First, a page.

In Maryland, 21,000 are on the waiting list for a Medicaid home-based care waiver: The Washington Post reports that Maryland is just one of many states with enormous waiting lists for Medicaid-assisted home care, numbers that have been driven even higher by the impact of the pandemic on nursing homes. “In 2005, facing criticism that the long-term care system in the United States had an ‘institutional bias,’ the federal government made it possible — but not mandatory — for states to offer home and community-based services (HCBS) with Medicaid dollars. The goal was to let regular families access at-home help, a type of care usually reserved for the affluent. But over the past decade, experts say, these waiver programs have fallen far short of meeting demand. Across the country, at least 820,000 people — primarily the disabled and the elderly — are on wait lists for waivers that could help them afford home care, according to the Kaiser Family Foundation. Eligibility requirements, resources, and wait times for these programs vary from state to state, but most were under-resourced even before the coronavirus pandemic, leaving applicants to wait an average of 39 months.” 

More families could take advantage of broadband benefit: One of the many programs funded by Congress to help working families weather the pandemic is the Emergency Broadband Benefit, which allows eligible households to receive a discount to their broadband bill of up to $50 per month or $75 per month if the household is on a Tribal land. The EBB program also provides a one-time discount of up to $100 on a computer, tablet, or other device for qualifying households. But while the EBB has been enormously helpful to those who have used it, many families are leaving the benefit on the table. More than 19 million families that qualify are still not enrolled, according to MediaJustice, one of the groups trying to help raise the visibility of the EBB. The Federal Communications Commission reported recently that just $378 million of the more than $3 billion budgeted for the program has been allocated so far. MediaJustice National Organizer Brandon Forester spoke recently with Spotlight on Poverty and Opportunity about the benefit.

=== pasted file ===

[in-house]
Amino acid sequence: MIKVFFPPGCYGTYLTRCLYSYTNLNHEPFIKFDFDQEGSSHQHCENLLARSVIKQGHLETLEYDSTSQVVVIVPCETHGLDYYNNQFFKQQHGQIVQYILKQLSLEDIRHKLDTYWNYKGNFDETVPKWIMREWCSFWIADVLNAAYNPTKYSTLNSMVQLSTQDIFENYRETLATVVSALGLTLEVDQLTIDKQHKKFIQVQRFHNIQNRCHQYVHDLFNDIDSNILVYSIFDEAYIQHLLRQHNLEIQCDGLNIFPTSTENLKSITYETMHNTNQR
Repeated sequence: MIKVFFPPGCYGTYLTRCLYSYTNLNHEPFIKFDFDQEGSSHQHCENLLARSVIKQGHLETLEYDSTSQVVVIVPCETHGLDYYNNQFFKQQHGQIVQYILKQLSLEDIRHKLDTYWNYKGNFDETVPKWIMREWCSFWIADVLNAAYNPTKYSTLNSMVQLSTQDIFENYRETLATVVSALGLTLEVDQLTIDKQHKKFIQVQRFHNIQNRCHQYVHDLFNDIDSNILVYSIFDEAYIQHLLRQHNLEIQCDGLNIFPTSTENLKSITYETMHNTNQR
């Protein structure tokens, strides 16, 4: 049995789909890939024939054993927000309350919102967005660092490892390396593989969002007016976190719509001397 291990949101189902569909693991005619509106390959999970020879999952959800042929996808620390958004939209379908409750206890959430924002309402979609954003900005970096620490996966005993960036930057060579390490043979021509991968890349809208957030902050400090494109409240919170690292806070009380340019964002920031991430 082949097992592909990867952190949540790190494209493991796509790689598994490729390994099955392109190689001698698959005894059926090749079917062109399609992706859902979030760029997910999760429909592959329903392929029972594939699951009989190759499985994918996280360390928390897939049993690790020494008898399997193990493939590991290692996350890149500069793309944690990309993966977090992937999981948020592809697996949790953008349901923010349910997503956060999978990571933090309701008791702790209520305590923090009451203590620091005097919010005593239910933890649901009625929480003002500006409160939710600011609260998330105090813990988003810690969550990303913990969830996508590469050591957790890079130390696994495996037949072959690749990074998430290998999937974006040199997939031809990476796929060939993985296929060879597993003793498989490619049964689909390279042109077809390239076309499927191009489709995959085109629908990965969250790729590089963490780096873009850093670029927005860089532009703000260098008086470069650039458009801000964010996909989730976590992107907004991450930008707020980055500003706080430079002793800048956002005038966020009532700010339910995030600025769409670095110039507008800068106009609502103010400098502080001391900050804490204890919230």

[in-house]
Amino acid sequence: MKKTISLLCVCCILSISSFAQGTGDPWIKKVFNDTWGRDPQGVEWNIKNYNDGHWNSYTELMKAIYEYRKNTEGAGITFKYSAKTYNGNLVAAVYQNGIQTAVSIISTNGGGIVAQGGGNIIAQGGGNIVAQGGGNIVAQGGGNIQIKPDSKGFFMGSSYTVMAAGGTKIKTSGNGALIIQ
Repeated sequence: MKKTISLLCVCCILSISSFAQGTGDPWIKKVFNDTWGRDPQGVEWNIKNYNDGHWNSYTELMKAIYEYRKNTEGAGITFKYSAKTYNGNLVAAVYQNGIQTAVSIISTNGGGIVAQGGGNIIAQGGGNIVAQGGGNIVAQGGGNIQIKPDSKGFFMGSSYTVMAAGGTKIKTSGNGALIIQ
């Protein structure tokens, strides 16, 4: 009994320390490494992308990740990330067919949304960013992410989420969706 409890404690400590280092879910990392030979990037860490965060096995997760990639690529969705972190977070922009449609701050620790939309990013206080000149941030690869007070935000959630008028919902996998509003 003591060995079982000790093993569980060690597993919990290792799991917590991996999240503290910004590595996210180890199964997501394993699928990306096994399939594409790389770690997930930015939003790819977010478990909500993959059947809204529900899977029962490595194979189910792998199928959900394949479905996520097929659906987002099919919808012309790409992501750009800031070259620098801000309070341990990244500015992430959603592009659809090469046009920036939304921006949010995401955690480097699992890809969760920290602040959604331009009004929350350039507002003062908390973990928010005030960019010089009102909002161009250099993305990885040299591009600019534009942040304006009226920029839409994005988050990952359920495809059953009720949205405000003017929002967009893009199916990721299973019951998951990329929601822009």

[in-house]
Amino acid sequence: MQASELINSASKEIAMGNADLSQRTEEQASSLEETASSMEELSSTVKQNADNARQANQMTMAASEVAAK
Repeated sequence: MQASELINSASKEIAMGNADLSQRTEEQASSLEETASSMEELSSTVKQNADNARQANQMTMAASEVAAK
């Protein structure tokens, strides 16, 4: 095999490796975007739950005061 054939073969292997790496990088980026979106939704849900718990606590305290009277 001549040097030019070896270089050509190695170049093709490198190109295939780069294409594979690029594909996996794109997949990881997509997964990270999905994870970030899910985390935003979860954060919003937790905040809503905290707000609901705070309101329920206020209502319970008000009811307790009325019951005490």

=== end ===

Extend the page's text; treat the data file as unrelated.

Some student loan borrowers may miss out on Child Tax Credit: CNBC reports that a quirk in legislative language could keep Child Tax Credit payments from going to over nine million student loan borrowers who are in default. “The expansion of the child tax credit is aimed at lifting millions of American families out of poverty. Yet an omission in its legislative language may leave behind a group that would most benefit from it: struggling student loan borrowers. The American Rescue Plan, the $1.9 trillion stimulus package signed into law in March, expanded the existing child tax credit, upping the payments, making them available to more people, and doling out the money in monthly installments. Under the new rules, families can get up to $3,600 a year for each child below the age of 6, and as much as $3,000 for those between 6 and 17. Beginning in July, that led to eligible households receiving up to $300 a month per child. The full credit, however, may not reach student loan borrowers in default.”